Forms: 16 aceruation, 16– acervation.
Etymology: < classical Latin acervātiōn-, acervātiō action of heaping up or piling together, accumulation < acervāt-, past participial stem of acervāre acervate v. + -iō -ion suffix1. Compare earlier coacervation n.
The action of forming something into a mass or of piling something up in a heap or heaps; accumulation. Also: a heap, a mass.
1614 T. Lodge tr. Seneca Naturall Questions ii. ii, in Wks. 778 Is it to bee doubted that amongst these bodies which both wee see and handle, which are eyther felt or feele, but that there are some compound? These are such by connexion or aceruation [L. acervatione], as for example, a rope, corne, or a shippe.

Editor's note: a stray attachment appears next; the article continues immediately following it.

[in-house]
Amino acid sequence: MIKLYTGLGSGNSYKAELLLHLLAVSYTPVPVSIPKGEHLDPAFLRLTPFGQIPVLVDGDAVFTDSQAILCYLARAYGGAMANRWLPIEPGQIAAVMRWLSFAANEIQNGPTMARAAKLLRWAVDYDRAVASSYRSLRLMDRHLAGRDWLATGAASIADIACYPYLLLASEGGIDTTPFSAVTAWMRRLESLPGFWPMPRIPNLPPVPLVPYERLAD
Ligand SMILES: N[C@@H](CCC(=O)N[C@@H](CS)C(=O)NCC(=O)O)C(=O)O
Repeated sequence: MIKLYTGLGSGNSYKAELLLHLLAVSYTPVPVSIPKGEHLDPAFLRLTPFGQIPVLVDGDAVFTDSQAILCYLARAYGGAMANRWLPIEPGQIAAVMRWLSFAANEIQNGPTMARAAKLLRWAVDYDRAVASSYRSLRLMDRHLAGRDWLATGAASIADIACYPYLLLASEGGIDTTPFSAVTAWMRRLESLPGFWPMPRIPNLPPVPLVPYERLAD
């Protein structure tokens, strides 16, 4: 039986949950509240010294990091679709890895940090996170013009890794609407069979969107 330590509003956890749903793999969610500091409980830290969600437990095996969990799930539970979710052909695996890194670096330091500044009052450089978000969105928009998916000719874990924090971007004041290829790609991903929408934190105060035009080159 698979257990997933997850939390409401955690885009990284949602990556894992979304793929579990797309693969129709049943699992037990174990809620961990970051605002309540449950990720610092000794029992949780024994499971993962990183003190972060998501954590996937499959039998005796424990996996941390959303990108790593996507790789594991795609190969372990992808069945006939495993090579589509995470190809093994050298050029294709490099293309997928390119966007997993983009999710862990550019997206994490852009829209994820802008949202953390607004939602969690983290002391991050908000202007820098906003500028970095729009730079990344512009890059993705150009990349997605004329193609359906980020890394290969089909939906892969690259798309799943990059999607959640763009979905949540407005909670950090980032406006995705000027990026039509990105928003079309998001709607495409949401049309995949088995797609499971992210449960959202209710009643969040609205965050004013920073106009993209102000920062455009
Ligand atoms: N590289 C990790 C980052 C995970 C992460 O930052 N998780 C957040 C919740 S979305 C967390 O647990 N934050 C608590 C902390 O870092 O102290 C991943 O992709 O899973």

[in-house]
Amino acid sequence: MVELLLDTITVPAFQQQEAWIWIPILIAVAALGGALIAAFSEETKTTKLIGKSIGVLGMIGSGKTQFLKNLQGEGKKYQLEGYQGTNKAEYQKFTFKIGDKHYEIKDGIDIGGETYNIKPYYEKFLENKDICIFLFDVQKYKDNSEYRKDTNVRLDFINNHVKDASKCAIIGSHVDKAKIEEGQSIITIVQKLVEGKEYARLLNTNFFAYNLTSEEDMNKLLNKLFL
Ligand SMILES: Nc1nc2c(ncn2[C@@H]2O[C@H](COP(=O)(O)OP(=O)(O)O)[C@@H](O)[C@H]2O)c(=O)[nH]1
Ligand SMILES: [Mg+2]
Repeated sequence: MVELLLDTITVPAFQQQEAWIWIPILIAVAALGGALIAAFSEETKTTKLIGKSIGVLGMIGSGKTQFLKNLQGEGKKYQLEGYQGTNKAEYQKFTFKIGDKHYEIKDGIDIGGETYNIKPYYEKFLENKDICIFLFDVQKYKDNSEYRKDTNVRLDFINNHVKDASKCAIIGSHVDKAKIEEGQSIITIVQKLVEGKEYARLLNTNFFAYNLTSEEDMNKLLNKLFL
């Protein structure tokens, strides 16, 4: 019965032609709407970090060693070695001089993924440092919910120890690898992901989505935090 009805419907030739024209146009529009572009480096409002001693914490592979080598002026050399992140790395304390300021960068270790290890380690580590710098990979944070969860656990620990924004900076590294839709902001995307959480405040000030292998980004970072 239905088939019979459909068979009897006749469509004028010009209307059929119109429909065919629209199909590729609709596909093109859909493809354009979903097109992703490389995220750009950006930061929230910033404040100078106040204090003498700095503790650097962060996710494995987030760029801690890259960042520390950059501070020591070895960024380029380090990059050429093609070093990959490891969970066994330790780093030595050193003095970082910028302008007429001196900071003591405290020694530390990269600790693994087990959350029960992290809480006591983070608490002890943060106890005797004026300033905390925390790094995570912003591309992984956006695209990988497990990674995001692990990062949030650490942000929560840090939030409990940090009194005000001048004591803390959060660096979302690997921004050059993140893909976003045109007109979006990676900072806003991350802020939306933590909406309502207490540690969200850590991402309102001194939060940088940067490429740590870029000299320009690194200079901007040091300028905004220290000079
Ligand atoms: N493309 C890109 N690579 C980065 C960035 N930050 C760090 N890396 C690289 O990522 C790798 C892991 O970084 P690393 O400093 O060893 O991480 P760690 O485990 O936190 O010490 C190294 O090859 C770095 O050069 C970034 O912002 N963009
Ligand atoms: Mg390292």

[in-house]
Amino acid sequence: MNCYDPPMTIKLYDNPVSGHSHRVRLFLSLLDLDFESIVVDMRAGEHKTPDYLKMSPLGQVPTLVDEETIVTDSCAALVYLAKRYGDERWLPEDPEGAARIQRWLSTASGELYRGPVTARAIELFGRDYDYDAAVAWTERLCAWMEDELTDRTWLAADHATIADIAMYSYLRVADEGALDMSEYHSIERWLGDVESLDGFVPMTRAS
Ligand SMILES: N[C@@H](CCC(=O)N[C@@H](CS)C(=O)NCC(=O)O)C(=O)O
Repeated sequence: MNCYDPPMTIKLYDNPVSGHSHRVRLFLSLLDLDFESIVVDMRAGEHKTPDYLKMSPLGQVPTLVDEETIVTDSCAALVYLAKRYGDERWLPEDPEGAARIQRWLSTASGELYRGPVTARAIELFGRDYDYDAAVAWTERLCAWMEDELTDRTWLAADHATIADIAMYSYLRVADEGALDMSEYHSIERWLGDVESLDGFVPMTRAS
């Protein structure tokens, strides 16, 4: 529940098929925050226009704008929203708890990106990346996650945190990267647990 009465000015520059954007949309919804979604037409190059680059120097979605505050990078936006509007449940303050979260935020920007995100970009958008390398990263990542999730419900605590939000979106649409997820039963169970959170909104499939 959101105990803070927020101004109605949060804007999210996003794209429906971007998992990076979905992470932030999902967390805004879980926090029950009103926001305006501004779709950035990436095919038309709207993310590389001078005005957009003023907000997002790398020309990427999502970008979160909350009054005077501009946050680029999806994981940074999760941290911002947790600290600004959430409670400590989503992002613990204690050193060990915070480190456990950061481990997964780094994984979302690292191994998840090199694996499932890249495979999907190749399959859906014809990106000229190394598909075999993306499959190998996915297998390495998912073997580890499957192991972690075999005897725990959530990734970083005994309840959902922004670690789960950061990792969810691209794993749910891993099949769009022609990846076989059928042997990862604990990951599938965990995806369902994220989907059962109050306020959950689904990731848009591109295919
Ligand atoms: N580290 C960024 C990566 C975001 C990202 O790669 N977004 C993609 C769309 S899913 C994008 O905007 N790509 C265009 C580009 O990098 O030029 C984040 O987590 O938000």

1663 Bullokar's Eng. Expositor (rev. ed.), Acervation, a gathering into heaps.
1755 Johnson Dict. Eng. Lang. at Aggregate, The complex or collective result of the conjunction or acervation of many particulars.
1762 tr. S. de Monchy Ess. Causes & Cure Usual Diseases vi. 99 That too great an acervation of excrementitious matter feeds the putrefaction in malignant Fevers.
1794 R. J. Sulivan View of Nature II. 106 The deposition and acervation of oily, greasy parts of marine substances.
1823 Conybeare in Buckland's Reliq. Diluv. 196 These accumulations..sometimes by their acervation constitute decided hills
1905 Jrnl. Biblical Lit. 24 52 This is not a case of ‘acervation of terms’, but of bald definition.
1977 ‘E. Crispin’ Glimpses of Moon v. 79 The unwieldy acervation of objects he had acquired.
1996 B. Humphries Women in Background i. 5 Around the room comfortable, loose-covered chairs and sofas were disposed, on which an acervation of people were perched, seated and sprawled.